The Man at Work

I see the man at work
More often than I see
My wife.

I've spoken more with
Him than with any
Other soul throughout
My life.

Five times fifty two
Times thirty six
Minus holiday and
Sickness is the number
Of times we've said
Good morning and
Good-bye.

Fifty two times thirty
Six, a cheery Friday
Weekend wish and
Mournful Monday
Morning 'Hi'.

I've seen him urinate
A million times.
Watched him sip
His caffeinated drinks -
We fetch them for
Each other - one day it's
His turn then it's mine.

A thousand nights
We've journeyed to the
Office pub for office
Drinks. He used to
Bore us with his,
Business banter, ten
Years on resorts to
Forty winks.

For several years
We car-shared, passed
The sleepy mornings
Cursing traffic, health
And weather. Then we
Lost our taste for words
And found commutes
In silence better.

And every day I loathed
Him more and longed
To tell him so and would
Have done it but for fear
Of his humiliation.

So I struck a balance.
Kept my distance.
Ignored his weekend
Invitations but smiled
And nodded at his
Prattish conversations.

Now we are retired.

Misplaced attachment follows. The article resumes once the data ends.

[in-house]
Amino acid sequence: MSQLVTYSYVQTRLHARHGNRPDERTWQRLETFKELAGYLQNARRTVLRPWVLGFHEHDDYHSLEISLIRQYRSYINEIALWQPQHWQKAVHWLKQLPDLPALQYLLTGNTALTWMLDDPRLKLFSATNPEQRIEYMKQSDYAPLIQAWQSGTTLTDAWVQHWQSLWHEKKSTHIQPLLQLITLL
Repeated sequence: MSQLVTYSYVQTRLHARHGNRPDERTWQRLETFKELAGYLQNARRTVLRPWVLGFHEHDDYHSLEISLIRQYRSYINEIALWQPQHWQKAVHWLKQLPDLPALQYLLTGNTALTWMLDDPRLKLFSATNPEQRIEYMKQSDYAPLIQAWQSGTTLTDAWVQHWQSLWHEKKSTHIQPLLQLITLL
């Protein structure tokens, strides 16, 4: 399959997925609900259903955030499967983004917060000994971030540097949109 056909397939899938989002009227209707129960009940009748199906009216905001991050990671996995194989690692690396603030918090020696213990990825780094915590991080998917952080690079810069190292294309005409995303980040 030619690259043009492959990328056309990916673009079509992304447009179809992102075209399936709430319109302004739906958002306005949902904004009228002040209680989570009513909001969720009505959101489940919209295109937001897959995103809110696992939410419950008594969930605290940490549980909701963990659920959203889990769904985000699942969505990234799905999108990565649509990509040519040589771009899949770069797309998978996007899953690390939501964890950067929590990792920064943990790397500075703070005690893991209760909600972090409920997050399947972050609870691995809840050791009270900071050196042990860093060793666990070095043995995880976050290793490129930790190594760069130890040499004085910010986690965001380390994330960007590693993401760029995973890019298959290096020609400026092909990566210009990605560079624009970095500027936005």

Yet still he phones
And breathes the same
Old routine jargon down
The line; so we chatter
And we pause and
Reminisce about our
Working office lives
That buzzed a bit
At times although they
Gave no special
Inspiration
Or reward.

He says I was the only person
In the office who didn't drive
Him round the bend.

He's pleased we made
It through, still friends.











The man at work merrily chats away the working day
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Poem Study Notes:


This poem was written in around 2002, vaguely inspired by a 'desk reorg' in the office, during which many people had special requirements regarding who they were most desperate not to sit near to ... and were doing their best to influence the organisers.

Also inspired by a general middle-aged feeling of childhood friendships (charged with emotions and derring-do and alcohol abuse) receding, to be replaced with grown-up friendships (mainly defined by small-talk) and a nagging fear that as the years go by it might be the grown-up friendships which endure...